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Assemblies set stage for referendum

By Jacob Ng’etich and Roselyne Obala | February 24th 2021 at 00:00:00 GMT +0300

Members of public celebrate after Kiambu County Assembly passed the BBI Bill, yesterday. [George Njunge, Standard]

The possibility of Kenya going to a referendum became clear yesterday after the Building Bridges Initiative (BBI) Bill reached the 24-county constitutional threshold.

In what has now been dubbed ‘Super Tuesday,’ at least 38 counties had by last evening passed the Constitution of Kenya (amendment) Bill, 2020. 

Baringo is the only assembly that has so far rejected the Bill. A section of MCAs have moved to court to challenge the manner in which the exercise was conducted.

The Bill will now be transmitted to Speakers Justin Muturi (National Assembly) and Ken Lusaka (Senate).

However, at this stage the role of Parliament is inconsequential in considering the Bill before the same is transmitted to President Uhuru Kenyatta for assent and thereafter to Independent Electoral and Boundaries Commission (IEBC) to formulate the referendum question.

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Constitution Implementation Oversight Committee (CIOC) chairman Jeremiah Kioni said in Parliament the Bill was not to be altered or amended as that would require a totally new process.

“Whatever is in the Bill will remain. If any changes are to be made, we must go back to the people and kick off the signature collection afresh. It will also be a single question referendum,” said Kioni.

National Assembly Chief Whip Emmanuel Wangwe yesterday termed the development from the county assemblies a game changer and a pointer to the right direction.

“The MCAs have shown the way by endorsing the Constitution Amendment Bill, 2020 and captured the pulse of the whole country at the grassroots. Kenyans are ready for change. The National Assembly has also done second reading of the Referendum Bill and Thursday will be the third reading,” said Wangwe.

The Chief Whip also said MPs were ready to give their verdict on the floor of the House and Wanjiku would have the last word through the referendum.

Conservatory order

BBI co-Chair Junet Mohamed said the timeline for the referendum was listed for June but as things stand, it can happen earlier.

However, there are legal and political bottlenecks standing in the way of the referendum.

Three weeks ago, the High Court issued a temporary conservatory order restraining IEBC from subjecting the Bill to a referendum. The Turkana County Assembly and Thirdway Alliance had sought to stop consideration of the Bill by other assemblies and Parliament pending determination of the consolidated petitions.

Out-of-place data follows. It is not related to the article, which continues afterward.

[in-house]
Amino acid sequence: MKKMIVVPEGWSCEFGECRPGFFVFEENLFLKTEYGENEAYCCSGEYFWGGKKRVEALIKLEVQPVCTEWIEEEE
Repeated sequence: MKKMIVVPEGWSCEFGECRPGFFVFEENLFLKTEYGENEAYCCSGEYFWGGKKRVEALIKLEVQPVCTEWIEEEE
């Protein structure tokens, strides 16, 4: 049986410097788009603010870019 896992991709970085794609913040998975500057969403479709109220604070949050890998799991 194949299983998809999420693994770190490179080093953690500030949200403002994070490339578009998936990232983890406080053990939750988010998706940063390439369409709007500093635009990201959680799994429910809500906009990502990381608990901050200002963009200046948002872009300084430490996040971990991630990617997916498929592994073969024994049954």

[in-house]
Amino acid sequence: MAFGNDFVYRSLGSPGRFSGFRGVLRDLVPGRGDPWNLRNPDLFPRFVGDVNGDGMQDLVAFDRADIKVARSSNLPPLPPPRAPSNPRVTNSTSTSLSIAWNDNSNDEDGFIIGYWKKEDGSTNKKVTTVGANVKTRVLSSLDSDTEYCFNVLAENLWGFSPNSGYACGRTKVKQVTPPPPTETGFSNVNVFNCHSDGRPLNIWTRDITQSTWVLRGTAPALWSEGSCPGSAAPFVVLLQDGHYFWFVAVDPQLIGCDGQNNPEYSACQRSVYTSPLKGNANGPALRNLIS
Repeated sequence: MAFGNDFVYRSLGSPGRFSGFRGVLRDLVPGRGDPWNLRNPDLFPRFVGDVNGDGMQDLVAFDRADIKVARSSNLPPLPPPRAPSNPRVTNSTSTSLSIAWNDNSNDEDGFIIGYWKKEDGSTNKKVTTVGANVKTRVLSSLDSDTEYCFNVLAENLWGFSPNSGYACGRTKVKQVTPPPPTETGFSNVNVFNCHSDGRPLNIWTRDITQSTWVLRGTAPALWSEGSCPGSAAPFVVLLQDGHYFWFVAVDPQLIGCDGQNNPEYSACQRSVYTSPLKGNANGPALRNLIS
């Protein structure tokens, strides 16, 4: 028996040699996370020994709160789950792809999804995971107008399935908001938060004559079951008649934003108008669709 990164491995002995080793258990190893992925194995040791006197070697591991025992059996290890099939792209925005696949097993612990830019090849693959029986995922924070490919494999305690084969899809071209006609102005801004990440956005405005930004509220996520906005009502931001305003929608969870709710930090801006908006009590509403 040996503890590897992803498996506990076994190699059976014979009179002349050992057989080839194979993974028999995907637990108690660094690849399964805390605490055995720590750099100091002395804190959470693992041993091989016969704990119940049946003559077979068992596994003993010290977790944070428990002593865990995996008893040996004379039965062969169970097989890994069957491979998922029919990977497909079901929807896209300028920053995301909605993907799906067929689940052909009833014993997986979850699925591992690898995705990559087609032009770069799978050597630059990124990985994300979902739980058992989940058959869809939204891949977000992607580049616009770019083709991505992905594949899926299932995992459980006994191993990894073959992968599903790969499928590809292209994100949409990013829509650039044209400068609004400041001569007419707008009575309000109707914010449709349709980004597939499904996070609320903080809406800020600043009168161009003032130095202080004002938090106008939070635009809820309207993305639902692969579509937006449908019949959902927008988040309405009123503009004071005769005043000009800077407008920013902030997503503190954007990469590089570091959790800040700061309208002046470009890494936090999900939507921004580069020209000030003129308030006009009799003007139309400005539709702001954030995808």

The five-judge bench presided by Justice Joel Ngugi issued the order pending hearing and determination of the petition as consolidated with six others. They however ruled that county assemblies and Parliament are to continue with deliberations and public engagements and participation of the BBI Bill.

Also Parliament is yet to allocate funding, even as the National Assembly Majority Leader Amos Kimunya downplayed the concern, indicating that it is expected to be factored once IEBC sets the date for the referendum.

Another bump in the process is the delay by the National Assembly in passing the Referendum Bill.

There are two clashing Referendum Bills -- one sponsored by the Justice and Legal Affairs Committee (JLAC) chaired by Muturi Kigano now in its second reading, and the other by Kioni.

“We must keep with the constitutional process. The end product is as good as its process. The legislative process must be undertaken in accordance with the law to avoid legal challenges,” cautioned Kioni.

He added, “There should be no manipulation, short-cuts or malice in the passage of the Bill, as this will be bad for the country even if it has no legal implication.”

Kioni’s committee members, including Ruaraka MP T J Kajwang, called for the merger of the two Bills to have a rich law.

“Our Bill was processed way back before JLAC but lack of foresight on the part of the leadership saw it delay. We need to merge the two to have a better law,” said Kioni.

Lacuna in law

He echoed former Majority Leader Aden Duale’s concerns that there was a lacuna in law on the timelines once the Bill is transmitted to the Speakers of the bicameral House who will introduce the same in the House, and the period provided.

“Ideally, the relevant committee should introduce the Bill in both Houses. This is not a government Bill even though it’s a promoter. The Speaker will give direction based on the decision of the House Business Committee,” said Kioni, adding that if the referendum law is passed, it provides 21 days for Parliament to consider the Bill. The Ndaragua MP faulted the House decision to lock the committee out of the Referendum Bill.


BBI Bill IEBC Referendum
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